There are a lot of tutorials on the subject you can pretty much google it.

Basically the spaces match the matrix names Model, World, View, Projection.

To put it pointedly though spaces themselves imply relativity to some origin.

A space must be relative to something.

In the case of your **model** its relative to the origin from which it was created this is the 0,0,0 position in say your model editor, vertices in this space are related to system modeling coordinates from its vertices orgin point.

*(we define the models vertices spac-ial positioning from the model coordinate system)*.

This is the local space that vertices derived from when you load them into your game, because they are relative to model space.

When you drop it into your game into your game world, you position it in your **World Space** by the using a world matrix (when just moving it without rotation this is called translation) just like you place a piece on a map. When you turn it facing some direction its rotation (rotations are also transformations).

The combination of translation and rotation is called a transformation.

World’s space transformations have a associated matrix the world matrix. Typically each object has its own unique world matrix to handle its transformation. Your model vertices were relative to your model editors origin now there relative to your game worlds origin.

Now its nice and all to have everything in your world on your map but when you want to look at objects that are far from position 0,0,0 you need to either move them closer to you or move yourself closer to them. For this you need to define what that position and orientation will be. This choice is what we call a camera.

This is were **the view space** comes in what it does is takes that camera position as the new origin of the world. The idea is that it transforms the entire world so all vertices from all models are effected by it. The Matrix.CreateLookAt creates it (*This function does a little trick to make sure it works right*). But its spacial change is very similar to the world matrices change its just another transformation to the world but it is intended to be applied to all the other object world matrixs.

Typically the view matrix is thought of as a camera matrix or sometimes camera space While the camera itself should be thought of as some position and orientation just like any other object.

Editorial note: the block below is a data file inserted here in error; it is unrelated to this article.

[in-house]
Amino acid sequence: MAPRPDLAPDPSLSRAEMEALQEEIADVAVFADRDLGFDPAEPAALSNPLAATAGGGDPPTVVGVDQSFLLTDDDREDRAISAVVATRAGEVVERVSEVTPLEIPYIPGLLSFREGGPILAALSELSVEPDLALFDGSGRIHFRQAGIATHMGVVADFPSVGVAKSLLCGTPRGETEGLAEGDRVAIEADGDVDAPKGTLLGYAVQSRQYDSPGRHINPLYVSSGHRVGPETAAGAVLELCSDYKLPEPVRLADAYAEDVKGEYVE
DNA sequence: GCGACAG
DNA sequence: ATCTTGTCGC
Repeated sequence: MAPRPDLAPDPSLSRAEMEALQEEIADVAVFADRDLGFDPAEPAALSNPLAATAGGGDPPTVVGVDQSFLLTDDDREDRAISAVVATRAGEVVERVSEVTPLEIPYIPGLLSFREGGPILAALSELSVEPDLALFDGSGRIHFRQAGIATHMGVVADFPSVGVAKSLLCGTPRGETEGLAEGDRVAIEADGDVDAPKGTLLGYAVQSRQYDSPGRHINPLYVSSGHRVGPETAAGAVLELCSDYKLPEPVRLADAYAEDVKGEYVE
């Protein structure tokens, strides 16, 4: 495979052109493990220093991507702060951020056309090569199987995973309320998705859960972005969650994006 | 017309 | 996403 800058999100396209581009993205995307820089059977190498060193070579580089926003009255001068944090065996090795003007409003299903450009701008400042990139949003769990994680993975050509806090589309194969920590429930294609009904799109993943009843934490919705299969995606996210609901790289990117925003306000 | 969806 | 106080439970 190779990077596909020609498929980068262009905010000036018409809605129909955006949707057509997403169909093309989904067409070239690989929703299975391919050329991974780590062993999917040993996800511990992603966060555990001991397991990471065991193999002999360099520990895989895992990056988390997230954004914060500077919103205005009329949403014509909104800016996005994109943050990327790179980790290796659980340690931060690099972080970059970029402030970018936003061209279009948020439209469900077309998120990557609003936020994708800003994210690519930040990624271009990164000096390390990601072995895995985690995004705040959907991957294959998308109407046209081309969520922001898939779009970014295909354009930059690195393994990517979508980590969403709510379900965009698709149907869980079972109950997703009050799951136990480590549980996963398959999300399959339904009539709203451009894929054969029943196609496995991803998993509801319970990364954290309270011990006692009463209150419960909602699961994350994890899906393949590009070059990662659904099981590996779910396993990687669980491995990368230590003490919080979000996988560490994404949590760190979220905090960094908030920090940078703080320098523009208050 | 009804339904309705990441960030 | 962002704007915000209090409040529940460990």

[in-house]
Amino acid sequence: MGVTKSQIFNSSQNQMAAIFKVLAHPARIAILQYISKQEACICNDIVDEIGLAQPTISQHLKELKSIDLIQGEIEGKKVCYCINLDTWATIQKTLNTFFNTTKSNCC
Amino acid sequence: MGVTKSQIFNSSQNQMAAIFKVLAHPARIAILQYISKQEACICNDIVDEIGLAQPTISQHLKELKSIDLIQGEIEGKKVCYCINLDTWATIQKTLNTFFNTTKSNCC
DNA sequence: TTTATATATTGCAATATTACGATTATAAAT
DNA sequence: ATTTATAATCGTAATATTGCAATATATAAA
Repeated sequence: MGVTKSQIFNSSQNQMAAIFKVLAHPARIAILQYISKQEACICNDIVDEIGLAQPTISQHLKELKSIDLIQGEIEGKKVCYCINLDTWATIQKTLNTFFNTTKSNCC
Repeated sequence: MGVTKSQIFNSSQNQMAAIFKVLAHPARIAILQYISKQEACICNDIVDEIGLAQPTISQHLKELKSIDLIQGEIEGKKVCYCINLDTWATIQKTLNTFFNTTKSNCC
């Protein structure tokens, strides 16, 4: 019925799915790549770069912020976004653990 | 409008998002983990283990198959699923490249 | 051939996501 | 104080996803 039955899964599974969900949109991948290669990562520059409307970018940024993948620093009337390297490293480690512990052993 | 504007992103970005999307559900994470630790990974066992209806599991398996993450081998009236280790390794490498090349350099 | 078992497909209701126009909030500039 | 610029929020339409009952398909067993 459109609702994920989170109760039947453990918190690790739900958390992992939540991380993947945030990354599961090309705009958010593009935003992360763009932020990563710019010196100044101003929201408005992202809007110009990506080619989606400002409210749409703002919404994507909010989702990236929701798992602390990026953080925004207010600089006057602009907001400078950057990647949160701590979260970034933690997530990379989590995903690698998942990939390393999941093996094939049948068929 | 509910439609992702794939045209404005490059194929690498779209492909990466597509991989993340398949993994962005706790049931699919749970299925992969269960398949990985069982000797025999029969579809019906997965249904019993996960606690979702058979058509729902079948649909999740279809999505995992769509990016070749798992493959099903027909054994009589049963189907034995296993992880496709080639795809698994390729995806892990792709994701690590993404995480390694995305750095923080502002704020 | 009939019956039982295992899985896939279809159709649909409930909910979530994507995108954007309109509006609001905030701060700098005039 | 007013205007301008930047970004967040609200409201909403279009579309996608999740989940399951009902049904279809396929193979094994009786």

(*the view matrix is created from the camera object in the world.*).

It is used to translate and rotate everything around its position at least everything that is transformed by it. This primarily means your vertices from your model created in model space that were placed into your world and that you now wish to view from the point of view of a camera in that world.

This can be illustrated in steps on vertices… for example:

*Here we go from model to world to view to screen space*.

vertice = p

p * world = p1

p1 * view = p2

p2 * projection = p3

However transforming vertices by each matrice one at a time is inefficient, This is why we multiply the matrices together first. Once that is done we can then just multiply the vertices one time by the final matrix. In this case the steps are simply.

finalMatrix = world * view * projection; then.

vertice * finalMatrix = result.

(*this is done on the gpu usually, so we pass all the matrices to a shader and do that work on the gpu however you can of course test this fully on the cpu to see it in steps including the step of building a final matrix.*).

Vector3 has a transform function that takes a matrix just for this reason.

Since a vector3 can represent a position or a direction

**The projection space** deals with creating a type of projection into gpu or screen space it usually acts as a scaling matrix that scales x y coordinates to gpu virtual space its special in that it also can scale x y coordinates dependent on there depth. This defines a mathematical view frustrum (you can google it) It can do other things like effects on its own which are beyond the scope of this topic. Though it usually has to do primarily with a focal point. The same things you might learn in a art or drawing tutorial for actual painters is what a perspective projection matrix handles.

The projection matrix is essentially a fancy scaling matrix because gpu space is virtual it ranges from -1 to 1 from end to end (things beyond this range are clip-ed simply not drawn) so it scales everything way way down. It seldom needs to change unless you resize the game window.

We have matrix’s that denote these different spaces you will often hear of spaces and what space you are within. However just remember one multiplied by the other gives a combined space or if you like leads to a new space and even a 2d sprite can be thought of as a model as it has vertices,

So a model vertices * matrix.world = gives a model to world transformation. It places the model into the world space.

A model(or your vertices) * world * view = a WorldView space transform it translates vertices from model space were they were created thru world space were they are oriented into view space, were they are reoriented around the view matrix or the cameras lookat orientation. Finally by the projection were they are projected to the gpu’s coordinate system space typically just called screen space.

When you multiply all the matrices first…

world * view * projection you get a final matrix WorldViewProjection.

Though typically you per frame you keep a ViewProjection matrix combination even across multiple frames tacking on a altered world matrix to it whenever a objects world orientation changes. This lets you multiply your models vertices against the other matrixs one time or many times at different places. The gpu does this when you pass in your vertices thru draw and you set the world matrix for the model to the shader.

With that it can multiply vertices against the frames final matrix directly which is of course what shaders do.